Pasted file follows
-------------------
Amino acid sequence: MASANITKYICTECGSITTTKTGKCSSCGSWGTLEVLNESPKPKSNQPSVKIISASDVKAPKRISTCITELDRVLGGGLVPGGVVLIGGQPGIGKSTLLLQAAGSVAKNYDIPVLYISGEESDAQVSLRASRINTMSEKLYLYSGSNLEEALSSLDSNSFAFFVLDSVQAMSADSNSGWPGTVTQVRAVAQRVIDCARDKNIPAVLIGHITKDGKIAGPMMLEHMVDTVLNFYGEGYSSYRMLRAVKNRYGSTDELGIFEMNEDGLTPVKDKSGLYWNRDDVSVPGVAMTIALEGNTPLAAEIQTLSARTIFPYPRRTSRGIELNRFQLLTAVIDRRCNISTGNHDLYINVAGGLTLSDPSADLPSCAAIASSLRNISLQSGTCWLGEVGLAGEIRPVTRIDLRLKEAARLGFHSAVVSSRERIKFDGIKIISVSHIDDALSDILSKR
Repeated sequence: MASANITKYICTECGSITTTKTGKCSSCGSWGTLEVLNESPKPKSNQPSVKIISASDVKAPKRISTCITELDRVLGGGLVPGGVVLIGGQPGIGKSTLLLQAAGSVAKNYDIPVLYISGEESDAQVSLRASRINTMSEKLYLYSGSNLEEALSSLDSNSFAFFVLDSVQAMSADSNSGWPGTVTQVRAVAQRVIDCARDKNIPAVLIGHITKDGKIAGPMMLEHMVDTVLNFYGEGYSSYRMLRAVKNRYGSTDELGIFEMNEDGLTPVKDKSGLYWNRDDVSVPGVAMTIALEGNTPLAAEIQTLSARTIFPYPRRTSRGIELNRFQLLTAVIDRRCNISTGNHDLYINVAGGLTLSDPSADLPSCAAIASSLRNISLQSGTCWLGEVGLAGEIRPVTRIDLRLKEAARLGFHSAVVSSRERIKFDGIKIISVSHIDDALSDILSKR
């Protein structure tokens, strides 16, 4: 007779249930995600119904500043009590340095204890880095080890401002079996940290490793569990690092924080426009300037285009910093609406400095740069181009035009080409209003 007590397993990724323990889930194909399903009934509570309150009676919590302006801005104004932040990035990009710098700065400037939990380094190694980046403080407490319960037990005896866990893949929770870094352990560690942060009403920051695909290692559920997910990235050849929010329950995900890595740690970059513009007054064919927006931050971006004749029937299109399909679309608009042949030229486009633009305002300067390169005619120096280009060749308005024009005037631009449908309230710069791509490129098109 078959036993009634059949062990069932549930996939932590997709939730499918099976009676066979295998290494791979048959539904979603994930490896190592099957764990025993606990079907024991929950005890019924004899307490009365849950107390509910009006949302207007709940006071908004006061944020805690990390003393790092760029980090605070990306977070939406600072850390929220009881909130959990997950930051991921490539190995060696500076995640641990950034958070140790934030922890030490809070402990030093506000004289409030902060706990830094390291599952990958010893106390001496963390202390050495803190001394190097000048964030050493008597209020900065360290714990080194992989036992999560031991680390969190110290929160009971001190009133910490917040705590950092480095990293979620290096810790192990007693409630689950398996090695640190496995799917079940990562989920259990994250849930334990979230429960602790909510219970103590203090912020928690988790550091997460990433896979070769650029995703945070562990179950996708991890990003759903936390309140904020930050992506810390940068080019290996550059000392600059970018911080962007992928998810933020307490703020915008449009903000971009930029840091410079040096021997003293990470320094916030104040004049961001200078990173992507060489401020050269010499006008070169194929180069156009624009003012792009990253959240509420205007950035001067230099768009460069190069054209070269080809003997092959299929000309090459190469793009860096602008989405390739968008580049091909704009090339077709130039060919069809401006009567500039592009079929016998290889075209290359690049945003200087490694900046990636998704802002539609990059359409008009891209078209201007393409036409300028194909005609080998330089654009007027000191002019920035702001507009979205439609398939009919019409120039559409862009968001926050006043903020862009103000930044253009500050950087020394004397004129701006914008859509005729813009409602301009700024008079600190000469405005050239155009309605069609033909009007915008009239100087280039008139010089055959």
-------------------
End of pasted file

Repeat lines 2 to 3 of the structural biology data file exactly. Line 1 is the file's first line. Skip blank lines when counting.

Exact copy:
Repeated sequence: MASANITKYICTECGSITTTKTGKCSSCGSWGTLEVLNESPKPKSNQPSVKIISASDVKAPKRISTCITELDRVLGGGLVPGGVVLIGGQPGIGKSTLLLQAAGSVAKNYDIPVLYISGEESDAQVSLRASRINTMSEKLYLYSGSNLEEALSSLDSNSFAFFVLDSVQAMSADSNSGWPGTVTQVRAVAQRVIDCARDKNIPAVLIGHITKDGKIAGPMMLEHMVDTVLNFYGEGYSSYRMLRAVKNRYGSTDELGIFEMNEDGLTPVKDKSGLYWNRDDVSVPGVAMTIALEGNTPLAAEIQTLSARTIFPYPRRTSRGIELNRFQLLTAVIDRRCNISTGNHDLYINVAGGLTLSDPSADLPSCAAIASSLRNISLQSGTCWLGEVGLAGEIRPVTRIDLRLKEAARLGFHSAVVSSRERIKFDGIKIISVSHIDDALSDILSKR
């Protein structure tokens, strides 16, 4: 007779249930995600119904500043009590340095204890880095080890401002079996940290490793569990690092924080426009300037285009910093609406400095740069181009035009080409209003 007590397993990724323990889930194909399903009934509570309150009676919590302006801005104004932040990035990009710098700065400037939990380094190694980046403080407490319960037990005896866990893949929770870094352990560690942060009403920051695909290692559920997910990235050849929010329950995900890595740690970059513009007054064919927006931050971006004749029937299109399909679309608009042949030229486009633009305002300067390169005619120096280009060749308005024009005037631009449908309230710069791509490129098109 078959036993009634059949062990069932549930996939932590997709939730499918099976009676066979295998290494791979048959539904979603994930490896190592099957764990025993606990079907024991929950005890019924004899307490009365849950107390509910009006949302207007709940006071908004006061944020805690990390003393790092760029980090605070990306977070939406600072850390929220009881909130959990997950930051991921490539190995060696500076995640641990950034958070140790934030922890030490809070402990030093506000004289409030902060706990830094390291599952990958010893106390001496963390202390050495803190001394190097000048964030050493008597209020900065360290714990080194992989036992999560031991680390969190110290929160009971001190009133910490917040705590950092480095990293979620290096810790192990007693409630689950398996090695640190496995799917079940990562989920259990994250849930334990979230429960602790909510219970103590203090912020928690988790550091997460990433896979070769650029995703945070562990179950996708991890990003759903936390309140904020930050992506810390940068080019290996550059000392600059970018911080962007992928998810933020307490703020915008449009903000971009930029840091410079040096021997003293990470320094916030104040004049961001200078990173992507060489401020050269010499006008070169194929180069156009624009003012792009990253959240509420205007950035001067230099768009460069190069054209070269080809003997092959299929000309090459190469793009860096602008989405390739968008580049091909704009090339077709130039060919069809401006009567500039592009079929016998290889075209290359690049945003200087490694900046990636998704802002539609990059359409008009891209078209201007393409036409300028194909005609080998330089654009007027000191002019920035702001507009979205439609398939009919019409120039559409862009968001926050006043903020862009103000930044253009500050950087020394004397004129701006914008859509005729813009409602301009700024008079600190000469405005050239155009309605069609033909009007915008009239100087280039008139010089055959």